Are you looking for a current topic or one that is related to local information? Comprehensive news collections are ideal for exploring issues and events at the local, regional, national and international level; Its diverse source types include print and online-only newspapers, blogs, newswires, journals, broadcast transcripts and videos.

STEP 2: SEARCHING THE DATABASES

Create a Search Strategy

 

Combine your keywords/search terms with Boolean operators

  • OR (synonyms: any of these words)
  • AND (restrict: all these words)

Break your research topic into keywords.

  • Many databases use specific terms to label documents, use these "official" database terms from the results that work for you
  • Try the thesaurus or subject headings

Use parentheses with your terms and Boolean operators to create your search phrase

  • exp. (cat OR kitten) AND (wild OR feral OR homeless)
Determine your conditions and apply them to your search as limits or filters
  • exp. publication year, document type, or Peer Reviewed
Place quotation marks (“ ”) around phrases to keep words together. 
  • Use this for an exact quote, phrase or order of the search term. exp. "latin america"
Add asterisks (*) to “fill-in-the-blank” at the end of a word 
  • The asterisk will be replaced by any applicable letters
  • This is called truncation
  • You can use asterisks as a shortcut for OR-ing words that have identical roots
  • For example, paint* will search for paint, painting, painters, painterly, etc.

Each database may have different features that will expedite your searches.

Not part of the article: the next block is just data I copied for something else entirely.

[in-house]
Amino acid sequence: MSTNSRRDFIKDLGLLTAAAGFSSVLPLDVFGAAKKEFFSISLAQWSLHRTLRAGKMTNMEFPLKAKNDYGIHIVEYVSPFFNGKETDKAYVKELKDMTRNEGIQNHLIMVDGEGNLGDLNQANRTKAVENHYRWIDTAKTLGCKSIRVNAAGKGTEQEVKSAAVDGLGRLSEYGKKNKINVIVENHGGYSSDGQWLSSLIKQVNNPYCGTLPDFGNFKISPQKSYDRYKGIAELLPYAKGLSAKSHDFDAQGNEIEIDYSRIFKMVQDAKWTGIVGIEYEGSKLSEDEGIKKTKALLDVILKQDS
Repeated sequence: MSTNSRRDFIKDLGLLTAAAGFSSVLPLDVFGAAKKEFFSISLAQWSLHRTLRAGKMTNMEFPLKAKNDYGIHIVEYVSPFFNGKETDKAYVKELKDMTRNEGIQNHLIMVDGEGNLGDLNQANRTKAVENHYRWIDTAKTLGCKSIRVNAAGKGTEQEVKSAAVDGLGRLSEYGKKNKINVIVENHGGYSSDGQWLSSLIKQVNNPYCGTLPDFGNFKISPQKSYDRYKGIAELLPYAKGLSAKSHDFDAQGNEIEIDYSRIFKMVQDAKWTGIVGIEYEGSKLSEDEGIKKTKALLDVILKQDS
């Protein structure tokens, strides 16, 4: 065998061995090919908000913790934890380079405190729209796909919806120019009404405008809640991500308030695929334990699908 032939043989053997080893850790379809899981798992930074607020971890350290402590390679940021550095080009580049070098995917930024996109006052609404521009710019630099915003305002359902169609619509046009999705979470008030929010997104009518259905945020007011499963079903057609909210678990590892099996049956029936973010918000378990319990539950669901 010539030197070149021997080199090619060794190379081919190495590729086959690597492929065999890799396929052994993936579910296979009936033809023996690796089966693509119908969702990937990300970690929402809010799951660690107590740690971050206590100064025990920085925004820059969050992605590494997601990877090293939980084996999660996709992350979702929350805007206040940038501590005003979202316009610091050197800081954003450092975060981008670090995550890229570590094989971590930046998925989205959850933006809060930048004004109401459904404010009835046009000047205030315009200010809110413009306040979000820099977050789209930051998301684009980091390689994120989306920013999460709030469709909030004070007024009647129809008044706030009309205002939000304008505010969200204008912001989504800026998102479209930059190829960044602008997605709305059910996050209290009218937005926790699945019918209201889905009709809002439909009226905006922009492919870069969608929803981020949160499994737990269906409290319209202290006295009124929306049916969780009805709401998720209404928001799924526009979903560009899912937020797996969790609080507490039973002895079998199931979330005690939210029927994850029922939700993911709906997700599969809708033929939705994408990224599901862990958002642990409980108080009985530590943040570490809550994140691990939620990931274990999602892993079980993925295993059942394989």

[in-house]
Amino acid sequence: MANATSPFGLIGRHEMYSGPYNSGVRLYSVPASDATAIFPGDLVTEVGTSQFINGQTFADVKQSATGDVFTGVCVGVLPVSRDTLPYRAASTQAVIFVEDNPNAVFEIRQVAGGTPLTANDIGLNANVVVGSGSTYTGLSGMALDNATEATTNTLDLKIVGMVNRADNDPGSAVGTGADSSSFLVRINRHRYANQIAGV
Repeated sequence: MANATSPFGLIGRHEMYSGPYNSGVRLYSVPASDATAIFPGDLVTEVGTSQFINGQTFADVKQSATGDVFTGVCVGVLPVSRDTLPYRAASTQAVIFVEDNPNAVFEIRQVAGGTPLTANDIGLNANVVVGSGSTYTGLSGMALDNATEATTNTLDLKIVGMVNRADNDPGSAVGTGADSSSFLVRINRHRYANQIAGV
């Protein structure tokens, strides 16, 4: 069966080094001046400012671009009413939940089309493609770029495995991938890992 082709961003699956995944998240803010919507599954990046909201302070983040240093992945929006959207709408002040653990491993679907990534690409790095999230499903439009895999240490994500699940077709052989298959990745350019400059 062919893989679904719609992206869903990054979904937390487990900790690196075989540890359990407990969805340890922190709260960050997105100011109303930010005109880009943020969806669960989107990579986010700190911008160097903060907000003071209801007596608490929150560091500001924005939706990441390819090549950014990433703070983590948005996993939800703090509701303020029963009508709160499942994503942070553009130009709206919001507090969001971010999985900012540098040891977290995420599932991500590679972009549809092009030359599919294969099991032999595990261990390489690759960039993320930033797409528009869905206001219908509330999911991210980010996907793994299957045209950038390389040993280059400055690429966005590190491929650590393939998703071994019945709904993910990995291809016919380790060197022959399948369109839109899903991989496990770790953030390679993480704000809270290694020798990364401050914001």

Look at links and/or icons for these functions:

  • In some you can create a free account to save citations, searches, or research for later review.
  • Use the built-in citation generators
  • You can often e-mail citations or the full-text to yourself or a colleague.
  • See if the database allows you to export a citation directly into RefWorks or another bibliographic management program.

Use Boolean operators (the words AND, OR, and NOT) to combine your search terms.

  • Use AND when you want to include all of two or more terms together in the same search – use with independent concepts. AND will limit your results with each additional term.
  • Use OR when you want to include any of two or more terms in a search – use with related concepts. OR will expand your results with each additional term.
  • Use NOT when you want to exclude a term from your search. NOT will limit your results and is useful to avoid retrieving irrelevant items, but use NOT with caution! By excluding an item that briefly mentions the unwanted term, you might be excluding an otherwise useful resource.

You can use as many Boolean operators as you like in a search phrase, but include related concepts in parentheses to keep the phrase organized (this is called nesting). For example:

Dog OR Canine AND Bark NOT Tree: Messy

(Dog OR Canine) AND (Bark NOT Tree): Clear

For more information and practice exercises, see the Boolean searching guide by the Colorado State University Libraries.

Boolean Operators: Pirates vs. Ninjas

An introduction to the basics of Boolean operators. Created to support information literacy instruction at Lincoln Memorial University's Carnegie-Vincent Library.